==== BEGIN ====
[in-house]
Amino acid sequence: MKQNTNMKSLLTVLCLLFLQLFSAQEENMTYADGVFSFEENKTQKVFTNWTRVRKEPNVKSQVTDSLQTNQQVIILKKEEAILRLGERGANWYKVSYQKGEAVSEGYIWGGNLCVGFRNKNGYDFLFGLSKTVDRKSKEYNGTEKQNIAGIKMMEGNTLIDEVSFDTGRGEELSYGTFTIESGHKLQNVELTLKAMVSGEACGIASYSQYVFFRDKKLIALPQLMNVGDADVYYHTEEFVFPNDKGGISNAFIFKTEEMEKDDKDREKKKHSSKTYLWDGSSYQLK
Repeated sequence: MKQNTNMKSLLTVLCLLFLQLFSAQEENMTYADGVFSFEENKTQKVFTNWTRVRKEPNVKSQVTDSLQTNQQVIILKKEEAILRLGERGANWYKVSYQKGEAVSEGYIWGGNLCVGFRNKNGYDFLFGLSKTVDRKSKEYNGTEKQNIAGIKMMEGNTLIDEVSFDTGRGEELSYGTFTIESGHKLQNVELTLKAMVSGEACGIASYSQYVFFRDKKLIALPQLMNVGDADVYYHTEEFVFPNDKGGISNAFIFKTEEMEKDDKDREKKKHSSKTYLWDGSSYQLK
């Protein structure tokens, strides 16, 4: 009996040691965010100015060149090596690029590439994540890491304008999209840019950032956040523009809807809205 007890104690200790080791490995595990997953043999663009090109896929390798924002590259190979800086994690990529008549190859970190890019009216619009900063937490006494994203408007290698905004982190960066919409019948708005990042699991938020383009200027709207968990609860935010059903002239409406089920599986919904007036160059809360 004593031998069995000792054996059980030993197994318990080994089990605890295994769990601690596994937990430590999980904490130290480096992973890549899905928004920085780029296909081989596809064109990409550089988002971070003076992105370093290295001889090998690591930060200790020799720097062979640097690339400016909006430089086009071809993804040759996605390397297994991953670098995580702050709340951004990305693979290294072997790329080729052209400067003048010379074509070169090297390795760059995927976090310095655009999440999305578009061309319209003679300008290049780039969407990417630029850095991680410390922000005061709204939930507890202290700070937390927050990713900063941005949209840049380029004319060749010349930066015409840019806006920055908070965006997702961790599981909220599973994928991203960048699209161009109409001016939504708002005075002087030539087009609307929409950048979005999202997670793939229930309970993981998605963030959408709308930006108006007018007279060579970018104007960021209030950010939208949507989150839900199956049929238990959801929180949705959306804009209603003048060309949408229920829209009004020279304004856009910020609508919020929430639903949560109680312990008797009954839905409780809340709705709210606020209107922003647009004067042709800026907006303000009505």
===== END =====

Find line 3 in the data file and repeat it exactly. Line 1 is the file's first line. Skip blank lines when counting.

Repeated sequence: MKQNTNMKSLLTVLCLLFLQLFSAQEENMTYADGVFSFEENKTQKVFTNWTRVRKEPNVKSQVTDSLQTNQQVIILKKEEAILRLGERGANWYKVSYQKGEAVSEGYIWGGNLCVGFRNKNGYDFLFGLSKTVDRKSKEYNGTEKQNIAGIKMMEGNTLIDEVSFDTGRGEELSYGTFTIESGHKLQNVELTLKAMVSGEACGIASYSQYVFFRDKKLIALPQLMNVGDADVYYHTEEFVFPNDKGGISNAFIFKTEEMEKDDKDREKKKHSSKTYLWDGSSYQLK